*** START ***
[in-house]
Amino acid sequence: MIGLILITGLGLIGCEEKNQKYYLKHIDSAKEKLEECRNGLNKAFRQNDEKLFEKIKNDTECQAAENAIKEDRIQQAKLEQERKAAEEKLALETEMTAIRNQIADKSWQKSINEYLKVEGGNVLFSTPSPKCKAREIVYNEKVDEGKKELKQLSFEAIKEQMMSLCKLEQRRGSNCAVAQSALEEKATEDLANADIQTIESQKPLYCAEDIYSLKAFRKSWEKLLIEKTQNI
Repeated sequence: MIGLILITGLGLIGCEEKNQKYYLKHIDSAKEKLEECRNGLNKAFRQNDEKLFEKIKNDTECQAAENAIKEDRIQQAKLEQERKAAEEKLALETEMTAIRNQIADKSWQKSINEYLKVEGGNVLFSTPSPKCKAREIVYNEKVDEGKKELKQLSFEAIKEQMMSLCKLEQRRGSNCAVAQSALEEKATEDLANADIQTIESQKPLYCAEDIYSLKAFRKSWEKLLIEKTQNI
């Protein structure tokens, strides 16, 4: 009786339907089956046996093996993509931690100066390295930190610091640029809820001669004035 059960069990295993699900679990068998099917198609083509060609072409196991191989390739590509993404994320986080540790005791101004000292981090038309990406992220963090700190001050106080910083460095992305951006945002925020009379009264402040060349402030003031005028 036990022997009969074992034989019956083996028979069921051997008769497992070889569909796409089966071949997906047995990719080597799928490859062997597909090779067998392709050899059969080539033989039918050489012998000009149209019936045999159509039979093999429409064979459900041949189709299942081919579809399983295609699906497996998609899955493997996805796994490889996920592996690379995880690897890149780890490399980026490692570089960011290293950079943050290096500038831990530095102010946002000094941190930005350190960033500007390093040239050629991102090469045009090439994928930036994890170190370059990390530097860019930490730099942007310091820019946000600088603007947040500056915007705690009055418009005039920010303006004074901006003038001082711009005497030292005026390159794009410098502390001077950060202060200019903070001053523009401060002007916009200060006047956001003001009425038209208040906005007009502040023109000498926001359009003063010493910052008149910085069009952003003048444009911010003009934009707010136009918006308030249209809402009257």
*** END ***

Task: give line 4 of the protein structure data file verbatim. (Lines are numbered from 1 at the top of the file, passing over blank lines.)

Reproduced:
């Protein structure tokens, strides 16, 4: 009786339907089956046996093996993509931690100066390295930190610091640029809820001669004035 059960069990295993699900679990068998099917198609083509060609072409196991191989390739590509993404994320986080540790005791101004000292981090038309990406992220963090700190001050106080910083460095992305951006945002925020009379009264402040060349402030003031005028 036990022997009969074992034989019956083996028979069921051997008769497992070889569909796409089966071949997906047995990719080597799928490859062997597909090779067998392709050899059969080539033989039918050489012998000009149209019936045999159509039979093999429409064979459900041949189709299942081919579809399983295609699906497996998609899955493997996805796994490889996920592996690379995880690897890149780890490399980026490692570089960011290293950079943050290096500038831990530095102010946002000094941190930005350190960033500007390093040239050629991102090469045009090439994928930036994890170190370059990390530097860019930490730099942007310091820019946000600088603007947040500056915007705690009055418009005039920010303006004074901006003038001082711009005497030292005026390159794009410098502390001077950060202060200019903070001053523009401060002007916009200060006047956001003001009425038209208040906005007009502040023109000498926001359009003063010493910052008149910085069009952003003048444009911010003009934009707010136009918006308030249209809402009257």